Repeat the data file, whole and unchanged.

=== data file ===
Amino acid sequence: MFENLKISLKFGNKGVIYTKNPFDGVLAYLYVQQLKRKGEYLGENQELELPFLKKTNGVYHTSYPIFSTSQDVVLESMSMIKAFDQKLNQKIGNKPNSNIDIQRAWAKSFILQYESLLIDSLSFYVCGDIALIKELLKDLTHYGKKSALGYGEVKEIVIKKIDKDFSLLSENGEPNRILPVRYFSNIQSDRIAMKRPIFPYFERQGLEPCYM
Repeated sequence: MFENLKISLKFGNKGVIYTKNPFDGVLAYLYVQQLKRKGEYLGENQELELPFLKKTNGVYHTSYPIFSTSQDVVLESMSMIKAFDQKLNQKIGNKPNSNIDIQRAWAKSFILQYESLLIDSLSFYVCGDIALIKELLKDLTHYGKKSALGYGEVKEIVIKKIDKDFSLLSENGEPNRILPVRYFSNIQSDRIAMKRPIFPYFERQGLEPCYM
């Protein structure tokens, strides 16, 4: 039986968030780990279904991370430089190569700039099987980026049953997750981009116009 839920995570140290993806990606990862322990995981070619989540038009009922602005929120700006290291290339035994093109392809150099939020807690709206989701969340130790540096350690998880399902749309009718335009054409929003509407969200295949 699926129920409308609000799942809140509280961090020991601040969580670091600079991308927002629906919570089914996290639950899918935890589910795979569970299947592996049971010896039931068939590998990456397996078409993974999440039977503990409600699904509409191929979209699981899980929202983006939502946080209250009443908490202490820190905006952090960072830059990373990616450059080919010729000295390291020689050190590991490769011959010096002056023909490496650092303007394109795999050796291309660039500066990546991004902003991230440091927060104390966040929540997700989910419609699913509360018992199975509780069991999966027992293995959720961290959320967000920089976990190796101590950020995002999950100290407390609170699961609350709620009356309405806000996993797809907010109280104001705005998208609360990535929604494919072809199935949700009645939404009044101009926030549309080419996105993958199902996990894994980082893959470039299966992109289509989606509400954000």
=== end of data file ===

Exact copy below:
Amino acid sequence: MFENLKISLKFGNKGVIYTKNPFDGVLAYLYVQQLKRKGEYLGENQELELPFLKKTNGVYHTSYPIFSTSQDVVLESMSMIKAFDQKLNQKIGNKPNSNIDIQRAWAKSFILQYESLLIDSLSFYVCGDIALIKELLKDLTHYGKKSALGYGEVKEIVIKKIDKDFSLLSENGEPNRILPVRYFSNIQSDRIAMKRPIFPYFERQGLEPCYM
Repeated sequence: MFENLKISLKFGNKGVIYTKNPFDGVLAYLYVQQLKRKGEYLGENQELELPFLKKTNGVYHTSYPIFSTSQDVVLESMSMIKAFDQKLNQKIGNKPNSNIDIQRAWAKSFILQYESLLIDSLSFYVCGDIALIKELLKDLTHYGKKSALGYGEVKEIVIKKIDKDFSLLSENGEPNRILPVRYFSNIQSDRIAMKRPIFPYFERQGLEPCYM
């Protein structure tokens, strides 16, 4: 039986968030780990279904991370430089190569700039099987980026049953997750981009116009 839920995570140290993806990606990862322990995981070619989540038009009922602005929120700006290291290339035994093109392809150099939020807690709206989701969340130790540096350690998880399902749309009718335009054409929003509407969200295949 699926129920409308609000799942809140509280961090020991601040969580670091600079991308927002629906919570089914996290639950899918935890589910795979569970299947592996049971010896039931068939590998990456397996078409993974999440039977503990409600699904509409191929979209699981899980929202983006939502946080209250009443908490202490820190905006952090960072830059990373990616450059080919010729000295390291020689050190590991490769011959010096002056023909490496650092303007394109795999050796291309660039500066990546991004902003991230440091927060104390966040929540997700989910419609699913509360018992199975509780069991999966027992293995959720961290959320967000920089976990190796101590950020995002999950100290407390609170699961609350709620009356309405806000996993797809907010109280104001705005998208609360990535929604494919072809199935949700009645939404009044101009926030549309080419996105993958199902996990894994980082893959470039299966992109289509989606509400954000």